Or better said, the Koenigsegg Gemera is practical

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What’s the first thing you look at whenever a new hypercar is presented? Torque? Horsepower? The kind of engine/drivetrain it offers? Maybe what sort of wicked aerodynamic setups it flaunts? All of the above? Regardless of your answer, practicality is the last thing one cares about or expects from such a vehicle. Somehow, Koenigsegg’s Gemera made a selling point out of it.

1600+ horsepower, four seats, and eight cupholders

It was a bummer that COVID-19 cancelled Geneva but at the same time, the audacity of some carmakers made up for the sorrow. Koenigsegg’s Gemera hypercar was supposed to walk the walk in Geneva, but it didn’t. Instead, it was shown to the world via the digital realm, as many other debuts.

The spec sheet was a slur of spiciness and audacity, two elements that together with mechanical genius and lots of charisma make Christian von Koenigsegg one of the most pleasant figures in the car world and his company’s cars absolute stunners. Case in point, the Gemera.

Christian von Koenigsegg Demonstrates That Supercars Can Be Practical, Too
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Relying on a hybrid setup mixing a 2.0-liter, inline-three turbo mill (it, alone, makes 592 horsepower) with three e-motors for a total system output of 1677 horsepower and 2581 pound-feet of torque, the Gemera needs 1.9 seconds before it reaches 62 mph from a standstill. It has a carbon-fiber tub, aluminum sub-structures, and all the other compulsory bits and bobs of a hypercar. At the same time, it has two doors, but it can seat four people and we’re not talking babies.

Christian von Koenigsegg Demonstrates That Supercars Can Be Practical, Too
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In the Gemera, the front seats can be moved forward and backwards, and the backrest can also be tilted. What’s more, the rails on which they travel are going up towards the front, so if one driver is particularly shorter, moving the seat up will fix it. The beauty of it, however, lies in the fact that even with the front seats fully pulled behind, you can still fit in the backseat, with decent room for knees and head.

But we get it. Seeing is believing, so check out the video to see how four adults can travel in style and comfort inside the Gemera.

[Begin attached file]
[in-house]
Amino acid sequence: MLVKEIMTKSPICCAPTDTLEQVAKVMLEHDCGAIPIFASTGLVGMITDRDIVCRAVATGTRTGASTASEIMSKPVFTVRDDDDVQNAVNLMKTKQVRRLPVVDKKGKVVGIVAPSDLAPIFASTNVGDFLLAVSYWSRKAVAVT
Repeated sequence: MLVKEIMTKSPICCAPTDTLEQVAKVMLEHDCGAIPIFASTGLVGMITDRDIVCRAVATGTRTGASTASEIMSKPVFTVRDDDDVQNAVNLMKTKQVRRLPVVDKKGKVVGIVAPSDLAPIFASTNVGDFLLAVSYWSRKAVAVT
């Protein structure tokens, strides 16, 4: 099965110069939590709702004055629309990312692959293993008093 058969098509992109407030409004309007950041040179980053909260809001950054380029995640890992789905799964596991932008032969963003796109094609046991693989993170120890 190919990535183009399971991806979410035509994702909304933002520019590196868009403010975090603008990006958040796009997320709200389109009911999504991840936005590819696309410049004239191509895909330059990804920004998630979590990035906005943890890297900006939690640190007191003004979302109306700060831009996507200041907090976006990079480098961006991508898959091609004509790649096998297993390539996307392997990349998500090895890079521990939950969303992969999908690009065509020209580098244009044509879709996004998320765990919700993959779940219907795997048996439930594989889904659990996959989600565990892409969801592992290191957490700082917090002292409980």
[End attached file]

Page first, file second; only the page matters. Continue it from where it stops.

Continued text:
Christian von Koenigsegg Demonstrates That Supercars Can Be Practical, Too
- image 930291
2021 Koenigsegg Gemera specifications
Engine Koenigsegg Tiny Friendly Giant Twin Turbo Freevalve 3-cylinder Internal Combustion Engine (ICE) with dry sump lubrication
Compression 9.5:1 - Bore: 95 mm - stroke: 93.5 mm
Horsepower 440 kW (600 bhp) at 7500 rpm, red line at 8500 rpm
Torque 600 Nm from 2000 rpm to 7000 rpm
Engine weight 70 kg
E-Motors Three Electric Motors: One for each rear wheel with 500 bhp and 1000 Nm each and one E-motor on the crankshaft 400 bhp and 500 Nm to power the front wheels (together with the ICE)
Total output 1700 bhp
Total Torque 3500 Nm, including Hydracoup
Max wheel torque 11,000 Nm at ICE 4000 rpm
ICE only range up to 950 km
Electric range up to 50 km
Total range up to 1000 km
Tudor Rus
Assistant Content Manager - Automotive Expert - tudor@topspeed.com
Tudor’s first encounter with cars took place when he was only a child. Back then, his father brought home a Trabant 601 Kombi and a few years later, a Wartburg 353. At that time, he was too young to know how they worked and way too young to drive them, but he could see one thing – each of them had a different ethos and their own unique personality. As time went on, he started seeing that in other cars as well, and his love for the automobile was born.  Read More
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